Product USPs — Make Your Product Page Content Work Harder
Drawing attention to a product’s USPs is useful in helping customers relate to a product, answering common doubts they may have when buying online. For online fashion retailers, this is vitally important in the absence of being able to touch, feel or try on an item of clothing.
£15 Jeans vs £45 Jeans — Spot the Difference
Let’s consider jeans, for example. On Marks & Spencer’s website today, you can buy a pair of ‘Mid Rise Straight Leg Jeans’ for £15 from their ‘M&S Collection’ range. You can also buy a pair of ‘360 Contour Mid Rise Straight Leg Jeans’ for £45, from the same collection.
On the face of it, the product imagery doesn’t look too dissimilar, and the product descriptions are identical — word-for-word. The only apparent difference I can see is in the product composition. The cheaper option is made from 99% cotton and 1% elastane, whereas the more expensive alternative comprises of 90% cotton, 5% elastomultiester and 5% elastane. It took some time to spot though!
Based on this knowledge alone, would you be inclined to spend an extra £30?
USP Highlighting — Who Does It Best?
In this particular case, M&S’ content design isn’t working hard enough to convince users to purchase the more expensive alternative. It’s easy enough to fix though.
Let me show you some examples of fashion retailers, who do a much better job of highlighting key features and benefits.
Specialising in a new category of ‘Performance Professional’ clothing, Ministry of Supply’s website is oozing with USP goodness. Something as simple as offering a zoomed in product shot, can go a long way to emphasising the quality of the material, or the texture of the garment, which otherwise, may go unnoticed. They make good use of animated gifs to highlight standout features like stretchiness, breathability and the wrinkle-free nature of some of their products.
NY-based, plus-size fashion game-changers, Universal Standard, do a great job in providing annotated notes on their product photography, sharing information on the style, composition, benefits and features of all of their garments.
Smart ‘basics’ menswear retailer, Mack Weldon, offer a mashup of what both Ministry and Supply, and Universal Standard serve up, and even more. One standout feature, on select product pages, is the ‘Features’ toggle, which when clicked, surfaces an annotated overlay above the product image, in much the same vein as Universal Standard. I also really like the half-and-half effect they have used across their hero images. Half the image represents the product shot, while the other half, represents a sketched outline of it, with numbered markers correlating back to a series of USPs.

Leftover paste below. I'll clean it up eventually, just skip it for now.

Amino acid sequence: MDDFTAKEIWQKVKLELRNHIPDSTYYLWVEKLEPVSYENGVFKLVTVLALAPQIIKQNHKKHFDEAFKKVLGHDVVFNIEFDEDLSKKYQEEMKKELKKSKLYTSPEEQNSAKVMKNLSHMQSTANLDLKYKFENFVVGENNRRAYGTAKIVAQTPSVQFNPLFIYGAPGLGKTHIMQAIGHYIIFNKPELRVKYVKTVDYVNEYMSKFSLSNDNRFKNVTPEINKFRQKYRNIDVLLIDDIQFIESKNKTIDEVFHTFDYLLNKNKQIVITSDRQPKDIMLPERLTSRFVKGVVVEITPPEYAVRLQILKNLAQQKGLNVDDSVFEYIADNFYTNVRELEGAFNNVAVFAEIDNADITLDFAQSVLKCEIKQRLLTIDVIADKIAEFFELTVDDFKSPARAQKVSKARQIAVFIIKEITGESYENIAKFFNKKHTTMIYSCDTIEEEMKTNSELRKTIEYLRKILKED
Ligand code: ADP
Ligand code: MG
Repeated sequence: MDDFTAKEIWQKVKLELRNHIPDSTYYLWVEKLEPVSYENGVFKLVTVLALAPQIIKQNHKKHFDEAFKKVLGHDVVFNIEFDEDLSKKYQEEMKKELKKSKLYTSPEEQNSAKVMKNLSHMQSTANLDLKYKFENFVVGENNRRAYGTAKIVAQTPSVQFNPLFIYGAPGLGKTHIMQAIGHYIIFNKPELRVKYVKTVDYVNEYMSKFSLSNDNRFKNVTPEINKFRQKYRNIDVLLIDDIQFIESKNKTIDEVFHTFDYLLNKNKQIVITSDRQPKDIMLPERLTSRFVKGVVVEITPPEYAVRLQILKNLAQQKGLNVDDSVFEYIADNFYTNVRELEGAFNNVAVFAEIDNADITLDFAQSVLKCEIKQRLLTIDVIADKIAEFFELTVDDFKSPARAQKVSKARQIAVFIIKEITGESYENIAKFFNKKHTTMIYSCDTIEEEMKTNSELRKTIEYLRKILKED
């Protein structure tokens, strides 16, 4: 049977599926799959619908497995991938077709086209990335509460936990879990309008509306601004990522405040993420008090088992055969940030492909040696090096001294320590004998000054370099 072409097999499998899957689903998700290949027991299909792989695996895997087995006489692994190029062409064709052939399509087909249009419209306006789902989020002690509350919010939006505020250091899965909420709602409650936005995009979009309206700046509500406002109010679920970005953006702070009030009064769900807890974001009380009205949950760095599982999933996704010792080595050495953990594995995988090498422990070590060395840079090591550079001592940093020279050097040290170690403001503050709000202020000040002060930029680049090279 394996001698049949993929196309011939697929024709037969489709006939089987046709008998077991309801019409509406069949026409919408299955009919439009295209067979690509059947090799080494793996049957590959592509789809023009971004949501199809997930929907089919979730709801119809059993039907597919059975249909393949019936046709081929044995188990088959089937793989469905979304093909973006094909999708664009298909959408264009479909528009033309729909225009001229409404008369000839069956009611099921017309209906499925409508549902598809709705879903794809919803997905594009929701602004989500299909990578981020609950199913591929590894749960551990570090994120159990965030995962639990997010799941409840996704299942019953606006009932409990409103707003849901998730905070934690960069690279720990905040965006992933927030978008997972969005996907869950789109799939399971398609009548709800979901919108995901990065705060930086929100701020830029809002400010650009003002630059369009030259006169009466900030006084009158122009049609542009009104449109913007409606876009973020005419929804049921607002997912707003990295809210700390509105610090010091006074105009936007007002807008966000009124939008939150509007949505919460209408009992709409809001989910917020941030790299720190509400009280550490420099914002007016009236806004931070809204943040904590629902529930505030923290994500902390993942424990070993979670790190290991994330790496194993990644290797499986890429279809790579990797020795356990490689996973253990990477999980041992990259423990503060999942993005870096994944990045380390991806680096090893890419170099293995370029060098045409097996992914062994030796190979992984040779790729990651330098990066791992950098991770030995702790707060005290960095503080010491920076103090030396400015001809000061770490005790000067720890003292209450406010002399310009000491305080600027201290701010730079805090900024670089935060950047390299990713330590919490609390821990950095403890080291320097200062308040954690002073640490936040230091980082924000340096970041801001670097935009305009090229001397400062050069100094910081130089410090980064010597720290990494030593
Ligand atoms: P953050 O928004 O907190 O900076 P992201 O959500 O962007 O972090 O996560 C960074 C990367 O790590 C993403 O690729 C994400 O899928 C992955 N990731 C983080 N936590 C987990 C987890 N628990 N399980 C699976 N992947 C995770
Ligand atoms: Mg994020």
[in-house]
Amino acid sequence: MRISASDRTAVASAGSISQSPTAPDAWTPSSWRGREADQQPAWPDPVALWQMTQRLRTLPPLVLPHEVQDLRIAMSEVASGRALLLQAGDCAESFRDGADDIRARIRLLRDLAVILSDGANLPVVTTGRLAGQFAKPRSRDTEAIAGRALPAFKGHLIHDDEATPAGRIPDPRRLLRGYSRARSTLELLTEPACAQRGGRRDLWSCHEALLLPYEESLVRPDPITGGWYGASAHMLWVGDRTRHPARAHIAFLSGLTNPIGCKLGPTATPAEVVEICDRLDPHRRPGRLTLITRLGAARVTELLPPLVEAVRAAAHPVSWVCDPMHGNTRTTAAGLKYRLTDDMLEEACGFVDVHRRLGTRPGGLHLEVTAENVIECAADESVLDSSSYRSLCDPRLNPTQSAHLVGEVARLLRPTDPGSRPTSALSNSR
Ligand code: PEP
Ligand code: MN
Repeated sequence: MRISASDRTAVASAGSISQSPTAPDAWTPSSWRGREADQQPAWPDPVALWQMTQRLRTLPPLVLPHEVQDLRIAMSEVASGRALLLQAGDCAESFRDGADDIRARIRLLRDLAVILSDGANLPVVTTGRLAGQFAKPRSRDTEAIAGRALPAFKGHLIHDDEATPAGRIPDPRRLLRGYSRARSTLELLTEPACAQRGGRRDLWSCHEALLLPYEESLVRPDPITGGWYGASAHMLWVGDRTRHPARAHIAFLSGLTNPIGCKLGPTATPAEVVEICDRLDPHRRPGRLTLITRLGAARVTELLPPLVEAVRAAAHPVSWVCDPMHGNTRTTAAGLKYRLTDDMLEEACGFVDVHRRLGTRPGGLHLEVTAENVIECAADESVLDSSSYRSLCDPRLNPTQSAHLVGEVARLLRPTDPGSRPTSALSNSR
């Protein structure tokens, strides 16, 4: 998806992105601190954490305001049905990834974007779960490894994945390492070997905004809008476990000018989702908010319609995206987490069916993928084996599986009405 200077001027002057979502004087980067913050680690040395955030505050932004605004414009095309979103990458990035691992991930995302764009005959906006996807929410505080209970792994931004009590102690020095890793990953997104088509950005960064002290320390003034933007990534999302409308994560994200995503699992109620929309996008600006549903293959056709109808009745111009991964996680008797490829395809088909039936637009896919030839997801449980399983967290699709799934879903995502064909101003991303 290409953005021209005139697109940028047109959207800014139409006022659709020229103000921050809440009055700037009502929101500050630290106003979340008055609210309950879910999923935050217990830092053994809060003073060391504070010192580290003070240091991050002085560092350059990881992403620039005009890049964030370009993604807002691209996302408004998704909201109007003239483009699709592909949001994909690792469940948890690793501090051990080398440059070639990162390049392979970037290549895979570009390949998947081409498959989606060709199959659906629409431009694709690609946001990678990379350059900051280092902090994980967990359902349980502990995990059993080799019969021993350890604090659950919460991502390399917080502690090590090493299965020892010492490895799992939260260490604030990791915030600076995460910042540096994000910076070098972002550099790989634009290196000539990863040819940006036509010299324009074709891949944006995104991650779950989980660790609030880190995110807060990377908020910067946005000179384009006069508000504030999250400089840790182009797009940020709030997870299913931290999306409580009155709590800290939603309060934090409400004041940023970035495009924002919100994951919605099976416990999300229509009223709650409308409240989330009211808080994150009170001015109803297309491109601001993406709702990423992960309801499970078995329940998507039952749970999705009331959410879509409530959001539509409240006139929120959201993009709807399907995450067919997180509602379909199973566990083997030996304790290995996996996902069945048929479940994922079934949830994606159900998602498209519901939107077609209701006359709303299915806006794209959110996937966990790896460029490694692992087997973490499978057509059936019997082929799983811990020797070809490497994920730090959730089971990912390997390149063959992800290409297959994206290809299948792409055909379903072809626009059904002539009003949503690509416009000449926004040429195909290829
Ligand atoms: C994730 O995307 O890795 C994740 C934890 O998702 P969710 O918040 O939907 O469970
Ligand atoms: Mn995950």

Renowned for offering an excellent customer experience, Bonobos, use iconography to draw attention to product features. While a unique initiative, it isn’t immediately obvious what some of the icons represent. There are text labels in support, but it’s not as useful a content offering, compared to some of the other examples highlighted above.
Rapidly gaining fame for their eco-friendly wool shoes, Allbirds is the masterstroke of New Zealand native, Tim Brown, and renewables expert, Joey Zwillinger. These chaps bring something different to the table here, selling their product through the art of storytelling (with sprinkles of magic in the form of parallax scrolling). A great option to consider for retailers specialising in just one, or a handful of products. Mattress companies like Casper, Simba, Purple and Helix Sleep all adopt similar approaches too.
Who Does It Well Outside of Fashion Retail?
Away from fashion retail, handmade cosmetics retailer, LUSH, are another great example to explore further online. Through the use of vibrant, striking imagery and video content, and by drawing attention to the natural ingredients (and safe synthetics) that go into each of their products, LUSH do a grand job of selling the properties and benefits of their range.
Hopefully, the above tips and examples will help drive home the importance of emphasising your products’ USPs, in an attempt to make it more transparent to your customers, the reasons for price differences between what they may perceive to be like-for-like items. Better yet, they may even plump for that higher-priced alternative too.